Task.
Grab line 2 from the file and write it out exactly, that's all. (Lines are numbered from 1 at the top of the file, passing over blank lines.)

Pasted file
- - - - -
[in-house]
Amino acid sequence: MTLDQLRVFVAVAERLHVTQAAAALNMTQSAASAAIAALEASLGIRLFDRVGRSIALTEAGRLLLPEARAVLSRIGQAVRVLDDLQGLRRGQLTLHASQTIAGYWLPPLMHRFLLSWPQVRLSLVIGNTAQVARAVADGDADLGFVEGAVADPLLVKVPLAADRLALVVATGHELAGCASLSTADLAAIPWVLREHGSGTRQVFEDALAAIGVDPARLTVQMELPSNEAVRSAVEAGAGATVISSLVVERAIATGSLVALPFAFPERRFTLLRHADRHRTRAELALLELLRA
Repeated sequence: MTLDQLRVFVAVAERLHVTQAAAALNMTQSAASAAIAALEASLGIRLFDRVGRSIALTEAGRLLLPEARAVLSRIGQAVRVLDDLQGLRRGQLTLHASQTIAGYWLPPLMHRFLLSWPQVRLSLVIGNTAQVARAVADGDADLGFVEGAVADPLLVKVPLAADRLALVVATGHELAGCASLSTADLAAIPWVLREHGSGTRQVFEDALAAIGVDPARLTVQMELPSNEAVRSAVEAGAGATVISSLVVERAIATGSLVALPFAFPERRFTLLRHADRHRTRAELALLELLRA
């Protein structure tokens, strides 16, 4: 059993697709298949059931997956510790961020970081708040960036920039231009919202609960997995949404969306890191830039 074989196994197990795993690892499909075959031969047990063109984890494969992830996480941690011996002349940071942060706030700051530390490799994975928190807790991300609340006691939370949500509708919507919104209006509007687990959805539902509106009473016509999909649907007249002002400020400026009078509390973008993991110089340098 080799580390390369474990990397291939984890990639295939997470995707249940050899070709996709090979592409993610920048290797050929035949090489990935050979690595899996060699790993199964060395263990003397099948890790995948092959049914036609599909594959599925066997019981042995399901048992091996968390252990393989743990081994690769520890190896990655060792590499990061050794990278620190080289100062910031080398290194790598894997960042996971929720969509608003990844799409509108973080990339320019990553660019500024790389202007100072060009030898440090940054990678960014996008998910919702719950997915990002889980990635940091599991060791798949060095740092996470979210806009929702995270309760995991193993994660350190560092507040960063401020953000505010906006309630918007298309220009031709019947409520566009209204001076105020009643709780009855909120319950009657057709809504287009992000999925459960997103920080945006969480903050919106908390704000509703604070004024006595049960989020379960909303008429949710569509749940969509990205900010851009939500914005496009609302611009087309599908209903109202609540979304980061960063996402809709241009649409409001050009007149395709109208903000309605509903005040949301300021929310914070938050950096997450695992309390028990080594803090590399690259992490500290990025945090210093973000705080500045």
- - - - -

Amino acid sequence: MTLDQLRVFVAVAERLHVTQAAAALNMTQSAASAAIAALEASLGIRLFDRVGRSIALTEAGRLLLPEARAVLSRIGQAVRVLDDLQGLRRGQLTLHASQTIAGYWLPPLMHRFLLSWPQVRLSLVIGNTAQVARAVADGDADLGFVEGAVADPLLVKVPLAADRLALVVATGHELAGCASLSTADLAAIPWVLREHGSGTRQVFEDALAAIGVDPARLTVQMELPSNEAVRSAVEAGAGATVISSLVVERAIATGSLVALPFAFPERRFTLLRHADRHRTRAELALLELLRA